One mistake not to make concerns the Employment Authorization Document required to work under the Optional Practical Training student work visa that many MBAs use for working 12 months during or after their programs. Some students put their graduation date down for their EAD start date – but if they’re not starting their job immediately upon graduating, they deprive themselves of time on their work visa, because the 12-month clock starts ticking on the date specified on the EAD, notes Kellogg MBA Sudhanshu Shekhar.


How many foreign would-be MBA all-stars never apply to U.S. business schools because of the visa obstacles is not possible to know, Kerbel says. “How do you know how many people never ring the doorbell?” Kerbel says.

Although the vast majority of international students in U.S. business schools want to stay in America and work after graduation, “fantastic opportunities” may exist in graduates’ home countries or regions, says Dirks of Fuqua. One 2015 Fuqua MBA headed out to Silicon Valley on his job search, developed a strong network, and ended up with a job offer. But he also had discussions with a firm based in California but preparing to expand to India, where he had worked before. He took a job with the company in India. “For him, it was about the nature of the opportunity,” Dirks says. “When he evaluated those opportunities he felt that this opportunity was just too good to pass up.”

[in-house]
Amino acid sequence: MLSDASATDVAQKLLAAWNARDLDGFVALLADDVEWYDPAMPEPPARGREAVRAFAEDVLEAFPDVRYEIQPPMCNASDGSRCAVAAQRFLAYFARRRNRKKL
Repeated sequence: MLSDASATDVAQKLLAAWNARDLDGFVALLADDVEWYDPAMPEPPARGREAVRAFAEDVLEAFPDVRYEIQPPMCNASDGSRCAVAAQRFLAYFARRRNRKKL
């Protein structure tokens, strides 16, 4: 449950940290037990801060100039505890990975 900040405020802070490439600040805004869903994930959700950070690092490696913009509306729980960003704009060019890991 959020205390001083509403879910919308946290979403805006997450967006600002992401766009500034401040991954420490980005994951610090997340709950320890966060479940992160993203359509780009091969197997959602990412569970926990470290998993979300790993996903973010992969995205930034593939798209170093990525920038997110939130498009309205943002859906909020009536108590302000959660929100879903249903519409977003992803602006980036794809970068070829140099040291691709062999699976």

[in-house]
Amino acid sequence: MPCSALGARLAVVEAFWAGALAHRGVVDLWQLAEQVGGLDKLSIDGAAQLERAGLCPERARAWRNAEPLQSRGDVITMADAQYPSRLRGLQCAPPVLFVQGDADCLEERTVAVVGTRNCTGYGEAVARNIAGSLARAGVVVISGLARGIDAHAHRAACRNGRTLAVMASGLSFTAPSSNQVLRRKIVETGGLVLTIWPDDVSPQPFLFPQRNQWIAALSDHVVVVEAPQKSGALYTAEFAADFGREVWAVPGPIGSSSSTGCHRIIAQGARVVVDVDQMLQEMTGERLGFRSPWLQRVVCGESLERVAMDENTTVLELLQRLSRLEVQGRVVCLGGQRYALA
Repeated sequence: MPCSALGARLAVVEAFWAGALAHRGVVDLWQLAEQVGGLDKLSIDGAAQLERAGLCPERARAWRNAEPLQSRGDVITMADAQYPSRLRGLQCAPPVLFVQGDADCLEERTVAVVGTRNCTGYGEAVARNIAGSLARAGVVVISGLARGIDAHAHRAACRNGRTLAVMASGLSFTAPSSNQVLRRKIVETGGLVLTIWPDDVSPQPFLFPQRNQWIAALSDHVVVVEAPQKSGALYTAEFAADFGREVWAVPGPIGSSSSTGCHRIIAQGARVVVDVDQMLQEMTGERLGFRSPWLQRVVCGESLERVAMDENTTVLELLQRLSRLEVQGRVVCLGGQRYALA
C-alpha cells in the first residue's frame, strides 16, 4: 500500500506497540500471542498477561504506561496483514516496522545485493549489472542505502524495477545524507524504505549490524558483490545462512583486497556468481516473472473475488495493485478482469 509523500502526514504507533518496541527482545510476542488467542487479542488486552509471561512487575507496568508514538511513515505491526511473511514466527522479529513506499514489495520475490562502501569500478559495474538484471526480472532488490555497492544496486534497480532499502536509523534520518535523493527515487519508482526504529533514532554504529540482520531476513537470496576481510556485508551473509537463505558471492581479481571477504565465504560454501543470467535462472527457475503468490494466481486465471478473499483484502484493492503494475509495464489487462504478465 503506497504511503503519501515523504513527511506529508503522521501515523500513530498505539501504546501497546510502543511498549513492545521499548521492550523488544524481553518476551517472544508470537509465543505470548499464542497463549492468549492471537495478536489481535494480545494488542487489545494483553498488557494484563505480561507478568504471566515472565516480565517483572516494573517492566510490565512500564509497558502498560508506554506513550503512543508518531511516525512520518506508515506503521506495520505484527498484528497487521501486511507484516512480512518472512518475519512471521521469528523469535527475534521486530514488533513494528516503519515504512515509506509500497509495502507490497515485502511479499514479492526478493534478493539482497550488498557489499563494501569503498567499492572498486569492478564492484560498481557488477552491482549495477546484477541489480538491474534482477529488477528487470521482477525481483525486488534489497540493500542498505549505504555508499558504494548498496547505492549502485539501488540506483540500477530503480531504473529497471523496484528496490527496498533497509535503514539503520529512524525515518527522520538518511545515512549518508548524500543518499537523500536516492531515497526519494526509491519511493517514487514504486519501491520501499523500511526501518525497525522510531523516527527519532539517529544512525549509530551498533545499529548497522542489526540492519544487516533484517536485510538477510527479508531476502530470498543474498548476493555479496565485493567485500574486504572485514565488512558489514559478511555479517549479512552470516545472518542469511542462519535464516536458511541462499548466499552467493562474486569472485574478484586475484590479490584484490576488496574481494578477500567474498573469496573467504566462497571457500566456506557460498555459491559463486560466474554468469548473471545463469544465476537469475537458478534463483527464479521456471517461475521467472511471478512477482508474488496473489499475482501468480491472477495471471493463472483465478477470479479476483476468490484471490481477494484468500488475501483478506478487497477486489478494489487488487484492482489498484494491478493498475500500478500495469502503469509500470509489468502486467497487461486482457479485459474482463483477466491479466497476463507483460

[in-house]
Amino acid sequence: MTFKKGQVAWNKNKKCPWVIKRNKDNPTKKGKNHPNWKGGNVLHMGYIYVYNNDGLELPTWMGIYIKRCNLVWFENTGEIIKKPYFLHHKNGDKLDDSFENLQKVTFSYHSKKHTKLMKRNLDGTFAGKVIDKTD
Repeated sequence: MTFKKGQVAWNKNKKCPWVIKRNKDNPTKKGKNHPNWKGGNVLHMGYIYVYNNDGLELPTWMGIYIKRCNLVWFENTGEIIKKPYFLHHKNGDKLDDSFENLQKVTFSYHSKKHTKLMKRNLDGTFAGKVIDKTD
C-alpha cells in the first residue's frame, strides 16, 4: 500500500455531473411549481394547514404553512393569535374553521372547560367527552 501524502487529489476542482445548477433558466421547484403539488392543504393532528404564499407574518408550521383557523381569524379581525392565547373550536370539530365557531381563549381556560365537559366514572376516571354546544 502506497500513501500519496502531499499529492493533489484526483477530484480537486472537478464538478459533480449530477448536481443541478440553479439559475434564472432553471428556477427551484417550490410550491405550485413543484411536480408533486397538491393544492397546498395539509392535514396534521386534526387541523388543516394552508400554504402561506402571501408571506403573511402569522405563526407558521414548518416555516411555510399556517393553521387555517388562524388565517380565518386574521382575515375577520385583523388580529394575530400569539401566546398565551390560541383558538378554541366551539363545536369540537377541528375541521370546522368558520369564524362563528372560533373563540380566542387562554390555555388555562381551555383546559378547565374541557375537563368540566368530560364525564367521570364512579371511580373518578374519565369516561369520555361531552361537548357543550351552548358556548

And in the increasingly globalized business arena, many people from other countries may be able to achieve their business goals outside the U.S., Kerbel says. “Is it as critical to work and study in the U.S. now as it was in the past with what you’re trying to do with your career and your life?” Kerbel asks. “Sticking around in China may be a faster path to success, wealth, leadership, and impact than going to school.”

Part of a series on the U.S. job market for international MBAs

Part of a series on the U.S. job market for international MBAs

International MBA Students & The H-1B


H-1B Visa Cap Making It More Difficult For International MBAs To Land U.S. Jobs

Why U.S. Business Schools Want More H-1B Visas

How MBA Students Can Navigate The H-1B Visa Maze

The H-1B Visa Abuses That Make It Harder For MBAs To Work In The U.S.

Tuck MBA Offers Work Visa Advice